Section B of The Draft Guidance addresses the question, "What records may investigators access and copy under the Bioterrorism Act’s authority?" Guidance at 3.
Depending upon the circumstances, FDA’s authority … may apply to some or all records that are required to be kept by [the new recordkeeping regulations], as well as any other appropriate records already maintained by the entity. Records associated with an article(s) of food that meet the statutory criteria will be requested. These records may be related to the manufacture, processing, packing, transporting, distribution, receipt, holding, or importation of such food that are maintained by or on behalf of an entity subject to the recordkeeping regulation. The records may be in any format (including paper and electronic formats) and at any location. Because the circumstances of a particular event are case specific, the scope of a record request will vary on a case-by-case basis. Id. at 3-4 (emphasis added).
Section D addresses the procedures FDA will follow when it is necessary to access records under the authority of the Bioterrorism Act and pursuant to the new food record-keeping regulations. It describes certain FDA internal procedures, including specific internal notifications, concurrences, consultations, and coordination. See id., section D, at 4.
Section E of the Draft Guidance answers the question, "How does FDA intend t o make a request to access or copy records under the Bioterrorism Act?" in this way:
Once FDA … makes the necessary determination, an investigator or other FDA personnel upon presentation of credentials will submit a written notice, FDA 482 – Notice of Inspection, to the owner, operator, or agent in charge, and inform that person of the records requested and FDA’s legal authority to obtain these records. FDA may request additional records related to the implicated food article at a later time under the same authority. Id. at 4.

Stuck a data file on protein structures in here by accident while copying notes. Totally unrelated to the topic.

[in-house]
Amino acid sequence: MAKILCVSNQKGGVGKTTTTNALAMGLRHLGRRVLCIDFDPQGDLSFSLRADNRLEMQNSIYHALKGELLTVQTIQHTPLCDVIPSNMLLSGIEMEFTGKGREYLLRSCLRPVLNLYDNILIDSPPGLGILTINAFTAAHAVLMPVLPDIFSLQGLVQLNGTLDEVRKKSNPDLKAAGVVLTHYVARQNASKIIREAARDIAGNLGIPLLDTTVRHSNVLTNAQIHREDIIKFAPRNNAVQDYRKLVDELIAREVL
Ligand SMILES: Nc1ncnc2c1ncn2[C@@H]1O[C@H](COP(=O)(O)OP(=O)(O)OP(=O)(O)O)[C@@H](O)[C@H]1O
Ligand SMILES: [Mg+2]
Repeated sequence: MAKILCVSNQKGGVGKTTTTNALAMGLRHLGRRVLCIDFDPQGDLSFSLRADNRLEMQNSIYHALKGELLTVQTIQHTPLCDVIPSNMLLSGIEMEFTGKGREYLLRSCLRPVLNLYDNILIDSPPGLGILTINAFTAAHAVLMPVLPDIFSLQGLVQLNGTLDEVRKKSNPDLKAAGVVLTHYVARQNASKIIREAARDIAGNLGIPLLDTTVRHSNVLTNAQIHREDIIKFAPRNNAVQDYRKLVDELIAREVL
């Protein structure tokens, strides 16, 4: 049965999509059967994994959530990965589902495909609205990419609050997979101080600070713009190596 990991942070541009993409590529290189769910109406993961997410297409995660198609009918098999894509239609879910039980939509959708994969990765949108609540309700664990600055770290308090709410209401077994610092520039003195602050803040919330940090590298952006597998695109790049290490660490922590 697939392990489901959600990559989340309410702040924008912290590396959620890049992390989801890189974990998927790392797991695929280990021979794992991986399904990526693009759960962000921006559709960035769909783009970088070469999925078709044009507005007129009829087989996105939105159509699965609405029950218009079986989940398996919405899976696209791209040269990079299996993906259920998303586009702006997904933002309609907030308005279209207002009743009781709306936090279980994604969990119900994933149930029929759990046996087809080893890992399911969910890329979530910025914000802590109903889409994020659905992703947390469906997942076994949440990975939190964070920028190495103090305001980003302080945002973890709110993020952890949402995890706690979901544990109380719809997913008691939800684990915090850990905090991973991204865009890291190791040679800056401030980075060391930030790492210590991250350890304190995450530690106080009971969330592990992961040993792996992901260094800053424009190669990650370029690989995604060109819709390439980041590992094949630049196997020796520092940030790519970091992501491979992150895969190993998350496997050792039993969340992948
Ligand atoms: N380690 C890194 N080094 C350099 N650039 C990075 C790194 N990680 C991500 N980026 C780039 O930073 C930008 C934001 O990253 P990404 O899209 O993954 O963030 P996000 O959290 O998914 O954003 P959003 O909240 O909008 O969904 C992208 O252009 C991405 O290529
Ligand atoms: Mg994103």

The Draft Guidance addresses the issue of confidentiality of "protected information in records it obtains. Basically, FDA invokes its general statutory and regulatory authority to obtain and obligation to protect certain "non-public confidential commercial or trade secret information." It states that "FDA personnel may disclose non-public information otherwise protected from disclosure to the public, if that disclosure is permitted by law and FDA’s procedures." Guidance at 5.
This regulation is effective February 7, 2005; the compliance date is December 9, 2005 except for small businesses (with between 11 and 499 employees) have until June 9, 2006, and for very small businesses (with between 1 and 10 employees) until December 9, 2006.